[This post was originally posted on the Bruegel.org blog.]
International Women’s Day is the day to celebrate the social, economic, cultural and political achievement of women, to reflect on the progress made but also to call for change.
It is also, therefore, an opportunity for organisations like think tanks to reflect on what they are doing to address gender equality challenges. Think tanks can, in fact, play an active role in defining innovative strategies to address these challenges in the internal policies they implement, in the research that they produce, the capacity of the organizations they work with and the stakeholders they engage.
Bruegel highly values gender equality and is committed to improving gender balance in different forms. Over the past few years, we have put increasing efforts into bettering our internal gender balance policies. It is a gradual change that requires time and, while much more needs to be done, we believe that small steps and changes can contribute to bringing more equal participation by women and men at all levels of an organisation. We have therefore undertaken actions and begun processes to address this issue.
Following recommendations from the Review TaskForce (2016) (a triennial evaluation of Bruegel’s work, made by an independent committee) and from Bruegel members and stakeholders on the need to improve the gender representation among Bruegel staff and governing bodies, we took steps to bring more gender diversity into our leadership roles. Since 2016, female representation has increased from 25% to 40% on the Bruegel management team; from 18% to 40% on the Bruegel board; and from 12.5% to 37.5% on the Bruegel scientific council.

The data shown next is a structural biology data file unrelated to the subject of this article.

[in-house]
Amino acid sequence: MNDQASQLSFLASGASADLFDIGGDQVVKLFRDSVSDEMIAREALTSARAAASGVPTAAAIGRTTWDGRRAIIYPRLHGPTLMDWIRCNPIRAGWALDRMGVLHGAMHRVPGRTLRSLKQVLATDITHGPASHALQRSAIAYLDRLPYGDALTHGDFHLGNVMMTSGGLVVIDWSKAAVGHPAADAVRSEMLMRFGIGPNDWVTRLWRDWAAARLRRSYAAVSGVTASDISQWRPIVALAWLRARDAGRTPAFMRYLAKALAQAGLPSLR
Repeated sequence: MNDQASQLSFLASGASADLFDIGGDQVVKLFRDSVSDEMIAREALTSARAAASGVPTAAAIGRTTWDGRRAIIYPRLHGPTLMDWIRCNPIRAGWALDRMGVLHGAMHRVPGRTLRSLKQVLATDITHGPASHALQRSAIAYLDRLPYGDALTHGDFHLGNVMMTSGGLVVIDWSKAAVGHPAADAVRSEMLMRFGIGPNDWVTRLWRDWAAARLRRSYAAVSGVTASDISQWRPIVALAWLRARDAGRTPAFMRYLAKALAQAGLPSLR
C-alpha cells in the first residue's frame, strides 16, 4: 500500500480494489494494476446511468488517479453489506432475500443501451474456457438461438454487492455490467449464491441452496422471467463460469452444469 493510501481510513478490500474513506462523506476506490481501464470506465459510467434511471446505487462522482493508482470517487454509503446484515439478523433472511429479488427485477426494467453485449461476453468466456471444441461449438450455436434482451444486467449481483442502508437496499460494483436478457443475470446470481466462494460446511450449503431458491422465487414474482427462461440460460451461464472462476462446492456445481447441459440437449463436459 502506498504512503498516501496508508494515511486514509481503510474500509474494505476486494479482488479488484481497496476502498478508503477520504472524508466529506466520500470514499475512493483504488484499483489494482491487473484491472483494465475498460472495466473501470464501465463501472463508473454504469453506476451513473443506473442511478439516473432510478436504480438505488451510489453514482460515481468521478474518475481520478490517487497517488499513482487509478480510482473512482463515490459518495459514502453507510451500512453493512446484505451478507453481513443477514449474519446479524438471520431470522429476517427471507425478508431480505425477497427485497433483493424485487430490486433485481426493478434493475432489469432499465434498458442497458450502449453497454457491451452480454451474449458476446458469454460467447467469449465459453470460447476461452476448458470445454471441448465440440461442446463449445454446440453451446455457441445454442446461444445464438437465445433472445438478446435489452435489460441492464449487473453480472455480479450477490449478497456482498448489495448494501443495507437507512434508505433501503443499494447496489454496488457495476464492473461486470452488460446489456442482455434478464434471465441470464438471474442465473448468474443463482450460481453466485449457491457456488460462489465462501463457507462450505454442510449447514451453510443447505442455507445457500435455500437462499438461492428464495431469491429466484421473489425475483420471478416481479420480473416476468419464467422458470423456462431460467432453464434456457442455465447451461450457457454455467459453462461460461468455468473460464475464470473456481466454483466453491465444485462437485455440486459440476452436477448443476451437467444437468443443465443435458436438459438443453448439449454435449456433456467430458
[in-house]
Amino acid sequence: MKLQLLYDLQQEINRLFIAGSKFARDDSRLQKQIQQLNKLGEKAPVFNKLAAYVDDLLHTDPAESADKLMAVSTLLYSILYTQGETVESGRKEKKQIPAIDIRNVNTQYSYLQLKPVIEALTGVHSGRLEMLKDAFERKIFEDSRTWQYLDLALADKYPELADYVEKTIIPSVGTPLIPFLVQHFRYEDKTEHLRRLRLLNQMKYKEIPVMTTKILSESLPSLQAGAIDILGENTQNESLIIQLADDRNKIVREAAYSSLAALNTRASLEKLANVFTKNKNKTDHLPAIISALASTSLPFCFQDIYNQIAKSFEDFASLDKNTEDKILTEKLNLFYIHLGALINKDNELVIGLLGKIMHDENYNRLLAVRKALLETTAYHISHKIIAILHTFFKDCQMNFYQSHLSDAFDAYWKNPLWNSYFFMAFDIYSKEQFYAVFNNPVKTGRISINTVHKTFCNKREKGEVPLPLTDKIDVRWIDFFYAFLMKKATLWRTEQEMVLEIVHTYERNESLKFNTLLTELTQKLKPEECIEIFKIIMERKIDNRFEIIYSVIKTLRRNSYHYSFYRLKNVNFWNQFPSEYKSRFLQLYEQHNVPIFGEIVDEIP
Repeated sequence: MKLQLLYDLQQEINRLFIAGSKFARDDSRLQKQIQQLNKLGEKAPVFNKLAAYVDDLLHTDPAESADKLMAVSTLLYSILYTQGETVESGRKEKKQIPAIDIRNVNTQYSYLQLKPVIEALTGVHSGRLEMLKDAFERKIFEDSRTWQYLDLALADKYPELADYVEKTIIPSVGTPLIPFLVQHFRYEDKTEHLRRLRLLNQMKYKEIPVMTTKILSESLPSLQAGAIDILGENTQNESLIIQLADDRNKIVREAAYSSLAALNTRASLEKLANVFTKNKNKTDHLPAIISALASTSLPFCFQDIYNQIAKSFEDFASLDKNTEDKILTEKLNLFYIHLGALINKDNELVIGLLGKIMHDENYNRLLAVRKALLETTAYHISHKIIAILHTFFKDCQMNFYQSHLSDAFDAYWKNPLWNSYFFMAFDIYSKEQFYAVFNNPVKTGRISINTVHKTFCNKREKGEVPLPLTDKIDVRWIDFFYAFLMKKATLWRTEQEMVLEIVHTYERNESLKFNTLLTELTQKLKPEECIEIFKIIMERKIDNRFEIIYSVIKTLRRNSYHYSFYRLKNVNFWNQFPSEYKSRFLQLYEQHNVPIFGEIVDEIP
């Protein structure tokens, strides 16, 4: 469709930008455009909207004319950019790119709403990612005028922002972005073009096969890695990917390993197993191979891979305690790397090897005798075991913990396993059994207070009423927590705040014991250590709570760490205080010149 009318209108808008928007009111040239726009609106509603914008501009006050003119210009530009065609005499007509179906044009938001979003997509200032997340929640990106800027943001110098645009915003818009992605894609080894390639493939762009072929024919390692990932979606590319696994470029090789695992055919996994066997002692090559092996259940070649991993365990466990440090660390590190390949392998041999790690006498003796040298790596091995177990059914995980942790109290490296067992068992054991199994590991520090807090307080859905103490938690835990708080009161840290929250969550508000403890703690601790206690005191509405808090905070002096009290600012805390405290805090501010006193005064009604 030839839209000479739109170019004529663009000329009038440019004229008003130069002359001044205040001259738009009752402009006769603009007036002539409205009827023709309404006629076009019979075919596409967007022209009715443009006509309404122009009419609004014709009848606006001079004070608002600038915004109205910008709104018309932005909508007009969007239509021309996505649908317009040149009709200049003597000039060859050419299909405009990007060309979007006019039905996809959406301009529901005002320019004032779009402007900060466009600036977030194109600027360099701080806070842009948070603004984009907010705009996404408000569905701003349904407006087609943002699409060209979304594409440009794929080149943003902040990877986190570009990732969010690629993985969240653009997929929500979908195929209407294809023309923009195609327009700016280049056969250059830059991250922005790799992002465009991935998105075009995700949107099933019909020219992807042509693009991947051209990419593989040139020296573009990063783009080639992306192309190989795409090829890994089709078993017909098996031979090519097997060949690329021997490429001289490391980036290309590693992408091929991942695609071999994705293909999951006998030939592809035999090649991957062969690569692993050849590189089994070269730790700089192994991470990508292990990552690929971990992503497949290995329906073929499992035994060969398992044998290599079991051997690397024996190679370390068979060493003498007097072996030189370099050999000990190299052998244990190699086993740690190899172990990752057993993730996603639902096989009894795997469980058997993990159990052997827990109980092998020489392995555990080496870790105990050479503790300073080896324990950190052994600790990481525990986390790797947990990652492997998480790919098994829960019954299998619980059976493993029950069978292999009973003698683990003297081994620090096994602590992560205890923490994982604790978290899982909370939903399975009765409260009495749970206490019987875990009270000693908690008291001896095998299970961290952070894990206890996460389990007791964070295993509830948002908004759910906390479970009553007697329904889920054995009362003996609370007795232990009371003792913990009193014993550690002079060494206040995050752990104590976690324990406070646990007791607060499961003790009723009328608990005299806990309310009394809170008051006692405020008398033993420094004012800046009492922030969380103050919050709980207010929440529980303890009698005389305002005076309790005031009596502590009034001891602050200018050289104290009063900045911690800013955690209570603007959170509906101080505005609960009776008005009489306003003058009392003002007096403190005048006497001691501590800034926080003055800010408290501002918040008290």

In 2013, the female/male ratio of speakers at all Bruegel events was 10%. Active efforts have been made since then to invite female speakers, and the proportion of female speakers has been gradually increasing. In 2017 the ratio had risen to 24%. As an example, in 2012 our Annual Meetings – Bruegel’s flagship conference – featured no female speakers, while in 2017 28% of the panellists were women.
Key to this improvement was the collection of data and the implementation of a system of speaker tracking. This is necessary to constantly monitor our advancements and downsides, and to share these with Bruegel staff, who gradually became more involved in Bruegel’s efforts to improve these statistics and, therefore, the diversity of perspectives in our policy debates.
This was also made possible by the awareness created by The Brussels Binder, a database of female experts aiming to improve diversity in panels, co-founded by a group of women in think tanks, including Bruegel, which was officially launched in Brussels on January 31, 2018.
While our operational team is well balanced (50% are women), we are still struggling to increase gender diversity in our research staff, with only 18% of our scholars being female. We are keen to advance on this, while at the same time being conscious that this figure depends somewhat on the reduced pool of female academic economists in top European Universities.
Much more needs to be done on gender, but also by looking further at age, regional and ethnic diversity, and we are well aware of this. Nevertheless, today, on this Women’s International Day, we are pleased to see that our active efforts to improve gender diversity gradually pay back, while also supporting a progressive cause and improving our own way of working. Ad majora!